A group of former civil servants on Saturday raised questions on the transparency of the PM-CARES fund and the Centre’s refusal to divulge details about it by saying that it was not a public authority under the ambit of the Right to Information Act. The group made the statement in an open letter addressed to Prime Minister Narendra Modi. It was signed by 100 former bureaucrats, including Harsh Mander, AS Daulat, Sajjad Hassan and Anita Agnihotri.
In the letter, the group wondered why the prime minister, the home minister, the defence minister and the finance minister were trustees of the fund in their official capacity instead of as private citizens if the fund was not a public authority.
The PM-CARES, or the Prime Minister’s Citizen Assistance and Relief in Emergency Situations, fund was established with the stated objective of being a “dedicated national fund” to deal with “any kind of emergency or distress situation” in the aftermath of the coronavirus pandemic. Public sector firms, the armed forces and banks have contributed crores of rupees to the fund.
The former bureaucrats also asked if the donations to PM-CARES fund should be eligible as Corporate Social Responsibility expenditure if it was a private trust. The letter cited a March 2020 government circular clarifying that contributions to the fund will qualify as CSR expenditure. The letter added that the donations could not be “legitimate CSR expenditure” had it not been set up by the Centre.
“The question that then arises is whether the circular of 28 March, 2020, is legally deficient, more particularly when the Ministry of Corporate Affairs issues a gazette notification on 26 May, 2020, to include this fund in Schedule VII under Section 135 of the Companies Act as eligible to receive CSR funds with retrospective effect from 28 March 2020,” it said, adding that the PM-CARES entry came after “Prime Minister’s National Relief Fund (PMNRF)” in the Schedule.
“Why was the new fund necessary when the nation already had a fund for national relief?” the former bureaucrats asked.
The group also raised questions on the huge amount of funds coming from the public sector when the trust deed of PM-CARES says that it is not “controlled or substantially financed by any government or any instrumentality of the government”. The bureaucrats asked why Prime Minister Narendra Modi urged embassies to seek funds from abroad.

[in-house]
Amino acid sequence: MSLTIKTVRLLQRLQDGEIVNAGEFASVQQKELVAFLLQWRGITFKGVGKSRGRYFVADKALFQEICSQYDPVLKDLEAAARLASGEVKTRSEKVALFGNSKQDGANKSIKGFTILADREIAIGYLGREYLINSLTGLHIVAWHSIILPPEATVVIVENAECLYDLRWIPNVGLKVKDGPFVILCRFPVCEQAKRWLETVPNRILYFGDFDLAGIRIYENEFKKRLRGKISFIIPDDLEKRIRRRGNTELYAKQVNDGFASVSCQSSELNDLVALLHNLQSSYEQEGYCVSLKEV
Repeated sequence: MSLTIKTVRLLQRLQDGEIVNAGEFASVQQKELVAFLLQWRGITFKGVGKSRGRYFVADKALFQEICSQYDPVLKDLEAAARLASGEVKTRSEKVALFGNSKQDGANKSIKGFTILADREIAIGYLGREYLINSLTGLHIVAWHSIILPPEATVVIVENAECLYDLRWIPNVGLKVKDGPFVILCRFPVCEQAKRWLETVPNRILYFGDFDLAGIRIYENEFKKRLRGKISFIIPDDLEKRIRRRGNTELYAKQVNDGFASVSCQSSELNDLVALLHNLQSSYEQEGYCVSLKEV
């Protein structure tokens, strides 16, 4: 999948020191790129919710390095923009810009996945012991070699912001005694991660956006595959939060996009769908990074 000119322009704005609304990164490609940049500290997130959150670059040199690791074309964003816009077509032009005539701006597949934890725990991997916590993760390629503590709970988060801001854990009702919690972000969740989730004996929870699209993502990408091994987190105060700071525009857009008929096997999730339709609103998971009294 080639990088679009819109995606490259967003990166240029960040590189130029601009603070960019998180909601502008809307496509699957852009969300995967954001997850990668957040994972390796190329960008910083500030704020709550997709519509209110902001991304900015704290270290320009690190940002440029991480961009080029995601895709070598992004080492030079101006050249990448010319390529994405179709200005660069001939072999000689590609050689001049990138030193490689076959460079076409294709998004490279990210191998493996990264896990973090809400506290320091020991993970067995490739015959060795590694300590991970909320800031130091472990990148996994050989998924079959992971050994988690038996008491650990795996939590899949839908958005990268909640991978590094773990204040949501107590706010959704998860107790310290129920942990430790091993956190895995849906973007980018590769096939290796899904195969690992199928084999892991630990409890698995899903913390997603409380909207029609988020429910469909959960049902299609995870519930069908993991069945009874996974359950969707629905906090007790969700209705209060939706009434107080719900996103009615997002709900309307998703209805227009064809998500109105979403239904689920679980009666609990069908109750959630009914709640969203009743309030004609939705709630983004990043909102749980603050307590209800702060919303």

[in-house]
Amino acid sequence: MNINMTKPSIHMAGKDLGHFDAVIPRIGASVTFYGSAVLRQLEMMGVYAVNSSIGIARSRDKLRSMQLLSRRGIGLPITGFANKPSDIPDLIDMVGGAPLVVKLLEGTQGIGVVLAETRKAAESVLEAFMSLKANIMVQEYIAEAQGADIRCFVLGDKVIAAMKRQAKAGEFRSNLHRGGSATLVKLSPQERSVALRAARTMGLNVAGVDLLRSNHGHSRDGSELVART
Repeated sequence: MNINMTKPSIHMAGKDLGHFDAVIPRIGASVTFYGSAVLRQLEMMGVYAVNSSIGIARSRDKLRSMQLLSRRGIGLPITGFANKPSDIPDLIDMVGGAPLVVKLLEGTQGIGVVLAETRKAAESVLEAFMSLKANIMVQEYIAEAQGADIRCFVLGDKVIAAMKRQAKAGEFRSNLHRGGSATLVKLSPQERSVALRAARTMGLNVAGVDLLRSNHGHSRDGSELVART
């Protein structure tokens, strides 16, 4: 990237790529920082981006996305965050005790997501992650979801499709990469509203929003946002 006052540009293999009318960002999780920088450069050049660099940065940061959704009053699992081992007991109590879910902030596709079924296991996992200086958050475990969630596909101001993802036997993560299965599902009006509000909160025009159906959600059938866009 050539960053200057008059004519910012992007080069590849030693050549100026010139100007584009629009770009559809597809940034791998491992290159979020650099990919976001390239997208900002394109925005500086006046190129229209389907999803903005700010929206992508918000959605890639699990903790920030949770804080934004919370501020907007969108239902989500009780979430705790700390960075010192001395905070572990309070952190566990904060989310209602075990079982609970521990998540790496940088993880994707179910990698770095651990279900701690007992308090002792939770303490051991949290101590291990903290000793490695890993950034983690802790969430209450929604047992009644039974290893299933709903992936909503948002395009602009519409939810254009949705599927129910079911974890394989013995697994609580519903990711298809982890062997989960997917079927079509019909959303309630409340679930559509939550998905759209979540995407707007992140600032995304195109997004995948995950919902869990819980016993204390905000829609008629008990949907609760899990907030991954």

“Most certainly, the fact that you and other senior Ministers of Government handling sensitive portfolios are trustees would ensure a substantial flow of funds,” it said. “Also, contributions are being solicited by government officials from private citizens.” The letter cited the then secretary of the Ministry of Corporate Affairs seeking contributions from the Institute of Chartered Accountants.
The group said that the Supreme Court in its 2019 ruling had said that trusts, societies and non-government organisations that get “substantial government financing” would be treated as “public authorities” under the RTI Act. It said that the fund received “substantial government funding” evident from the wages of employees of public companies, including that of defence forces, and other government and semi-government organisations.
“There is a clear absence of transparency in every aspect of PM-CARES. Neither details of donors and amounts received nor details of expenditures incurred are in the public domain. This opacity is disturbing as the state governments handling the COVID-19 challenge were, and continue to be, sorely in need of financial assistance.”— Former civil servants
The former bureaucrats said that it is necessary – for reasons of probity and adherence to standards of public accountability – that the financial details of receipts and expenditures are made available in order to avoid doubts of wrongdoing.
“It is essential that the position and stature of the Prime Minister is kept intact by ensuring total transparency in all dealings the Prime Minister is associated with,” the letter said.
The controversy over PM-CARES’ ownership had erupted in December after the fund’s trust deed was made public. A clause in the document called the fund a private entity, exempting it from RTI scrutiny. The government had then said in response to an RTI query that PM-CARES was a body “owned and established” by the government. This contradicted the government’s earlier claim that that the fund was private.
The fund has been registered with the revenue department of Delhi, with the prime minister as chairperson and senior ministers as trustees. Opposition parties have repeatedly raised questions about the fund’s transparency, and have questioned the need to create the reserve when Prime Minister’s National Relief Fund already existed.